Former Tribune Publishing chairman Michael Ferro described California billionaire and civic leader Eli Broad as being part of a “Jewish cabal” during a company meeting in 2016, according to an NPR report published Wednesday.
Ferro, who exited the company in March after a tumultuous tenure, made the remarks during a 2016 strategy dinner at an upscale restaurant near the company’s Chicago headquarters, NPR reporter David Folkenflik reported, citing two unnamed individuals who attended the event.
Earlier this year, Tribune paid a $2.5 million settlement to a fired Tribune executive in order to avoid a lawsuit that would have led to public disclosure of Ferro’s alleged remarks about Broad, NPR reported, citing three people with knowledge of the deal. The Los Angeles Times later reported that it was former Los Angeles Times publisher and editor Davan Maharaj who received the payout.
A rep for Tribune Publishing declined to comment on NPR’s report. However, a rep for Ferro told TheWrap, “Mr. Ferro categorically denies those reckless allegations. Further, regarding Mr. Broad, he and Mr. Ferro are friends and Mr. Ferro thinks the world of Mr. Broad.”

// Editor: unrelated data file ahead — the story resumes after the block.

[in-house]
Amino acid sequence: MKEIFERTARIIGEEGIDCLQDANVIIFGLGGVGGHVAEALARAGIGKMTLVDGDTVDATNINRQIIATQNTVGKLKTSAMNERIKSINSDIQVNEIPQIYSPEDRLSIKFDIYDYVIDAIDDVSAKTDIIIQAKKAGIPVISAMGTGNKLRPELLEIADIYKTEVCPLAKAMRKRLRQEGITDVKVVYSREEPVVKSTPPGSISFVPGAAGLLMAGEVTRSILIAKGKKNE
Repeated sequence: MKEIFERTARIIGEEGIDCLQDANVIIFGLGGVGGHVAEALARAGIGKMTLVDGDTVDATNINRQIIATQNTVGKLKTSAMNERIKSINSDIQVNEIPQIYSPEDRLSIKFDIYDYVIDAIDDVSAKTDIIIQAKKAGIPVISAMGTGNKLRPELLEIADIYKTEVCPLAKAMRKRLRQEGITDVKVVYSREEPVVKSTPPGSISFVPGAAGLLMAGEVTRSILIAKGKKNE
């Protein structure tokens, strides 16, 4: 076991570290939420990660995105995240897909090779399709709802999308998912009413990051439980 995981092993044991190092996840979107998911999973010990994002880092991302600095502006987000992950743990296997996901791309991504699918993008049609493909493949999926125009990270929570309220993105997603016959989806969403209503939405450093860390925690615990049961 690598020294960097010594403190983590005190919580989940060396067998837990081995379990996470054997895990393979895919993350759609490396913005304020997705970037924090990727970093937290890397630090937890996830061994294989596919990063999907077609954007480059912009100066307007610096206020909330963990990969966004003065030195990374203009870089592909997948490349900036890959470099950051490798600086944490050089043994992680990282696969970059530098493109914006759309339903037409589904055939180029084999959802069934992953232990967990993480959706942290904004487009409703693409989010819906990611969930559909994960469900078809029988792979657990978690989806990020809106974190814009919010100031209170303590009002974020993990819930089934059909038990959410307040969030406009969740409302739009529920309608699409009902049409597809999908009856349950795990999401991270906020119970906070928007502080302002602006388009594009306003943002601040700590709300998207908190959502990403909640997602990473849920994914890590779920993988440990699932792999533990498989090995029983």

Ferro’s leadership of Tribune Publishing was deeply divisive, with the executive overseeing waves of layoffs and cost-cutting across various properties as well as the renaming of the company to the widely ridiculed tronc. Under his tenure, he saw the company unload its flagship asset, the Los Angeles Times, to billionaire Patrick Soon-Shiong for a half-billion dollars.
Ferro was ultimately forced to step down from the company in March of 2018 after accusations of sexual misconduct surfaced dating from his tenure at a Chicago investment firm.
According to a report from Fortune, Ferro forcibly kissed The Muse CEO and co-founder Kathryn Minshew in 2013, after making an investment in her startup the year before. A second woman, Hagan Kappler, an executive at manufacturing giant Ingersoll Rand, told the magazine that Ferro groped her during a meeting in a Las Vegas hotel suite.
Ferro still, however, remains close to his successor on the job, Justin Dearborn, and is the largest shareholder — owning more than a quarter of the company’s shares.
Downsizing continued after Ferro’s exit, however, with savage cuts hitting the Tribune-owned New York Daily News in July. Management at the historic tabloid said later they were not sure themselves what the plan would be for employees who remained.